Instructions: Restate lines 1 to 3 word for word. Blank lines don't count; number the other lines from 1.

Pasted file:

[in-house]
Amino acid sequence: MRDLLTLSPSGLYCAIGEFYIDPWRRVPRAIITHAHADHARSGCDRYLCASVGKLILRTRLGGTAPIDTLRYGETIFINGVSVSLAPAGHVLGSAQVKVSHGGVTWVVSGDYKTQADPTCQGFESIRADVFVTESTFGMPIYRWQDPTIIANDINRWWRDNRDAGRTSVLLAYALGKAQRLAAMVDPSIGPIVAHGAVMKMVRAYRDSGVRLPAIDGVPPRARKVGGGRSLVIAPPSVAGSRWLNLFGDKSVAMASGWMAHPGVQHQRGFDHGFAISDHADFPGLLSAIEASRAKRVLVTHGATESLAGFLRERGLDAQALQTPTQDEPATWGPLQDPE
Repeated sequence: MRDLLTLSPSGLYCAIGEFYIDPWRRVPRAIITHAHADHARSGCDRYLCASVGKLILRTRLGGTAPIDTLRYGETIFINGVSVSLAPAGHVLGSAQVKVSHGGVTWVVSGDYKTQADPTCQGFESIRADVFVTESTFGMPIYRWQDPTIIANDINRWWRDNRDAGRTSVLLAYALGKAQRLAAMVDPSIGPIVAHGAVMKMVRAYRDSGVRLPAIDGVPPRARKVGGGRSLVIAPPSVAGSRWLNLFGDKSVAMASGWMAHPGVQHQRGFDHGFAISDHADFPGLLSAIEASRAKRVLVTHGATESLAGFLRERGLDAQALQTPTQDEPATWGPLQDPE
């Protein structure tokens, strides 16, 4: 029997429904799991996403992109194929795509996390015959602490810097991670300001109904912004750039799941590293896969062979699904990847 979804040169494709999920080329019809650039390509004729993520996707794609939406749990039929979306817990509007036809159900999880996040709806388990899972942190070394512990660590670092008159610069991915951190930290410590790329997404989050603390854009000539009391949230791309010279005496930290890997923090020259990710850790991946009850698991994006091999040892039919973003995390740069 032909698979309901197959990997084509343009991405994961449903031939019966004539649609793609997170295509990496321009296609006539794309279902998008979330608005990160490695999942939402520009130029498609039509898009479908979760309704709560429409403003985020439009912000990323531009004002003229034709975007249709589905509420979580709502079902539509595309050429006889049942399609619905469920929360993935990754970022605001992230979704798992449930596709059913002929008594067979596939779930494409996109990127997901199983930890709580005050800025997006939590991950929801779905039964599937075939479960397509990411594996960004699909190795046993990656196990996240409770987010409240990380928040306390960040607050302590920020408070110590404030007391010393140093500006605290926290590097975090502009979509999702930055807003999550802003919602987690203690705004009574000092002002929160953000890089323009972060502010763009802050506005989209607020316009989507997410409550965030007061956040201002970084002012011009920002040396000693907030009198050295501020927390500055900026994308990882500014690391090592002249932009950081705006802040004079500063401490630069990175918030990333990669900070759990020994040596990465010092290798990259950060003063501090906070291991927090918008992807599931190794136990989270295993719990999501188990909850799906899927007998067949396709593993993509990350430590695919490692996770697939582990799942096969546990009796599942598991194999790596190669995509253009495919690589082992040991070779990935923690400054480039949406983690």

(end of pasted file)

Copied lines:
[in-house]
Amino acid sequence: MRDLLTLSPSGLYCAIGEFYIDPWRRVPRAIITHAHADHARSGCDRYLCASVGKLILRTRLGGTAPIDTLRYGETIFINGVSVSLAPAGHVLGSAQVKVSHGGVTWVVSGDYKTQADPTCQGFESIRADVFVTESTFGMPIYRWQDPTIIANDINRWWRDNRDAGRTSVLLAYALGKAQRLAAMVDPSIGPIVAHGAVMKMVRAYRDSGVRLPAIDGVPPRARKVGGGRSLVIAPPSVAGSRWLNLFGDKSVAMASGWMAHPGVQHQRGFDHGFAISDHADFPGLLSAIEASRAKRVLVTHGATESLAGFLRERGLDAQALQTPTQDEPATWGPLQDPE
Repeated sequence: MRDLLTLSPSGLYCAIGEFYIDPWRRVPRAIITHAHADHARSGCDRYLCASVGKLILRTRLGGTAPIDTLRYGETIFINGVSVSLAPAGHVLGSAQVKVSHGGVTWVVSGDYKTQADPTCQGFESIRADVFVTESTFGMPIYRWQDPTIIANDINRWWRDNRDAGRTSVLLAYALGKAQRLAAMVDPSIGPIVAHGAVMKMVRAYRDSGVRLPAIDGVPPRARKVGGGRSLVIAPPSVAGSRWLNLFGDKSVAMASGWMAHPGVQHQRGFDHGFAISDHADFPGLLSAIEASRAKRVLVTHGATESLAGFLRERGLDAQALQTPTQDEPATWGPLQDPE